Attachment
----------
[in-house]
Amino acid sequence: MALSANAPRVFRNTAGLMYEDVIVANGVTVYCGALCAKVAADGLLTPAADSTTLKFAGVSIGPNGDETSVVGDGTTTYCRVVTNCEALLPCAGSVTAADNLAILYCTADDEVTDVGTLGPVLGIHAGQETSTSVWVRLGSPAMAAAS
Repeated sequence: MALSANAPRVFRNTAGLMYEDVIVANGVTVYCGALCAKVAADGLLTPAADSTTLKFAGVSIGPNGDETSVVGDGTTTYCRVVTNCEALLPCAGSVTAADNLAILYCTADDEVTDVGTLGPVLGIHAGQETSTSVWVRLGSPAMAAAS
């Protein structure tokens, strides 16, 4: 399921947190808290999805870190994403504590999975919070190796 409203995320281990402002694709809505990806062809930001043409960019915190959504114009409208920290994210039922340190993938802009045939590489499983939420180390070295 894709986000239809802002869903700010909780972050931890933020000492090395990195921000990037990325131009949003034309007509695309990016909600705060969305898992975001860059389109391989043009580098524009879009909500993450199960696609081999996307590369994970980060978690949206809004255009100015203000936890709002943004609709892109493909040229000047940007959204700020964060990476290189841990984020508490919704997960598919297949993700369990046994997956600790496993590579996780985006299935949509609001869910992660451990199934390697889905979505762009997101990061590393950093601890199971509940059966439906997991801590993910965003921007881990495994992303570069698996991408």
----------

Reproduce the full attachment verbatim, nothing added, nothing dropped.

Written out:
[in-house]
Amino acid sequence: MALSANAPRVFRNTAGLMYEDVIVANGVTVYCGALCAKVAADGLLTPAADSTTLKFAGVSIGPNGDETSVVGDGTTTYCRVVTNCEALLPCAGSVTAADNLAILYCTADDEVTDVGTLGPVLGIHAGQETSTSVWVRLGSPAMAAAS
Repeated sequence: MALSANAPRVFRNTAGLMYEDVIVANGVTVYCGALCAKVAADGLLTPAADSTTLKFAGVSIGPNGDETSVVGDGTTTYCRVVTNCEALLPCAGSVTAADNLAILYCTADDEVTDVGTLGPVLGIHAGQETSTSVWVRLGSPAMAAAS
């Protein structure tokens, strides 16, 4: 399921947190808290999805870190994403504590999975919070190796 409203995320281990402002694709809505990806062809930001043409960019915190959504114009409208920290994210039922340190993938802009045939590489499983939420180390070295 894709986000239809802002869903700010909780972050931890933020000492090395990195921000990037990325131009949003034309007509695309990016909600705060969305898992975001860059389109391989043009580098524009879009909500993450199960696609081999996307590369994970980060978690949206809004255009100015203000936890709002943004609709892109493909040229000047940007959204700020964060990476290189841990984020508490919704997960598919297949993700369990046994997956600790496993590579996780985006299935949509609001869910992660451990199934390697889905979505762009997101990061590393950093601890199971509940059966439906997991801590993910965003921007881990495994992303570069698996991408």